For the National Liberation Day of Korea, DiscovHER celebrates Prof. Moon A-Ree, a renowned scientist who has dedicated more than 20 years of her life to the fight against breast cancer, and to the achievement of better work conditions for women scientists going through motherhood, in collaboration with the Korean government.
Please tell us more about your research on breast cancer metastasis control agents.
I have been researching control agents for the metastasis of breast cancer since 1997. The incidence of breast cancer has steadily increased nowadays, but it is curable if it is treated at an early stage of development. However, if you miss the ideal treatment period, the cancer spreads to other organs and gets difficult to treat. We have been conducting research with the goal of finding out the molecular mechanism of breast cancer metastasis, in order to seek a strategy to control it.
What do you think of the difficulties that are specific to women scientists, which hinder Korea’s competitiveness in the science field if left untreated?
In the future, ‘Women’ will be a keyword. Women scientists face many difficulties, but not giving up and displaying their abilities will improve the national competitiveness in the science field. A particularly trying period is when marriage, pregnancy, and childbirth overlap with the training courses needed to become a scientist. I think Government assistance is vital to support women scientists at this time, making sure they do not to give up, and continue their careers and research.
What is the main area of progress to ensure the success of the next generation of women scientists?
As a society, we must make a concerted effort to ensure young girls have the freedom and confidence to pursue careers in science. Women researchers in the Life Sciences are often in contact with toxic chemicals, which is especially dangerous in periods of pregnancy and child bearing. Korea can become a producer of world-class women scientists, if a safe research environment for them is guaranteed. I really wish Korean women scientists to continue their research. So I’m working with the “Korea Foundation of Women’s Science & Technology Associations (KOFWST)” to set up a safety system in research labs in order to secure the wellbeing of women scientists in their childbearing years.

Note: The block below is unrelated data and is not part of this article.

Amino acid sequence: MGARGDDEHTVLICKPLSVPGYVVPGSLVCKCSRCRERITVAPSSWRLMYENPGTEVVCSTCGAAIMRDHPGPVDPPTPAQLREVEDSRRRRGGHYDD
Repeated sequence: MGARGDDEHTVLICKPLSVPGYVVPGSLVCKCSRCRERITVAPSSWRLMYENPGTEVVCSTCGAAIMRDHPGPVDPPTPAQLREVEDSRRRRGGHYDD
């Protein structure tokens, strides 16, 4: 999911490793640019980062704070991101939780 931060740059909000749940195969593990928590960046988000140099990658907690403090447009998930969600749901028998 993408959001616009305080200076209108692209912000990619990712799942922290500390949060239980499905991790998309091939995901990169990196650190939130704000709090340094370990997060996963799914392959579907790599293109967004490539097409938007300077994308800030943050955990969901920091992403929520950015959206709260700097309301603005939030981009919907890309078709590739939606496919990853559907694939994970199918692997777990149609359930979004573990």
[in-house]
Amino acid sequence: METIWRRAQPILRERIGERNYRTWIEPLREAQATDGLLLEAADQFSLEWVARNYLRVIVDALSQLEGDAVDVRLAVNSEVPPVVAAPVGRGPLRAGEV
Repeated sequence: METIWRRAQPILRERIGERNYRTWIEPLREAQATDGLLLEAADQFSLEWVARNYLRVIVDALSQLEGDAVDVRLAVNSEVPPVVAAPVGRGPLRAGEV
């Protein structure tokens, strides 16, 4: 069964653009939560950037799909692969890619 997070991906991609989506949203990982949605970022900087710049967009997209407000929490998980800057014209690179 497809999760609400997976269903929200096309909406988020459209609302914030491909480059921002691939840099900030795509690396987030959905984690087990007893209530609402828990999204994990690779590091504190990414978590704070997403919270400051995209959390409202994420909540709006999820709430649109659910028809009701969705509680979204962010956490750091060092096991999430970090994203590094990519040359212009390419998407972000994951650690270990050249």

Do you have any advice for women who are considering a career in science?
Pursuing a career in science as a woman is fraught with difficulties because of the persisting gender gap. This forces women to fight prejudice and stereotypes in order to succeed in such a highly male-dominated field. Some key qualities that will be helpful along the way are being hardworking, strong-willed, competitive, and having an unquenchable thirst for knowledge. I think women scientists have a sense of balance which can produce a harmonious work environment. I recommend women scientists to participate in joint research by actively being involved in academic associations, since building a close network will be your biggest asset!
What are your future plans?
I plan on continuing my research on the link between cancer and inflammation, which I conduct at Duksung Women’s University, with the BK21 Plus Project Team (Brain Korea 21). I want to turn this research into an opportunity to foster young talents. As a Professor, I would like to put my efforts into the training of young students through lectures. Another thing I will be focusing on is working with my students to set-up anti-metastatic strategies based on my 20 years of research on controlling the metastasis of breast cancer cells.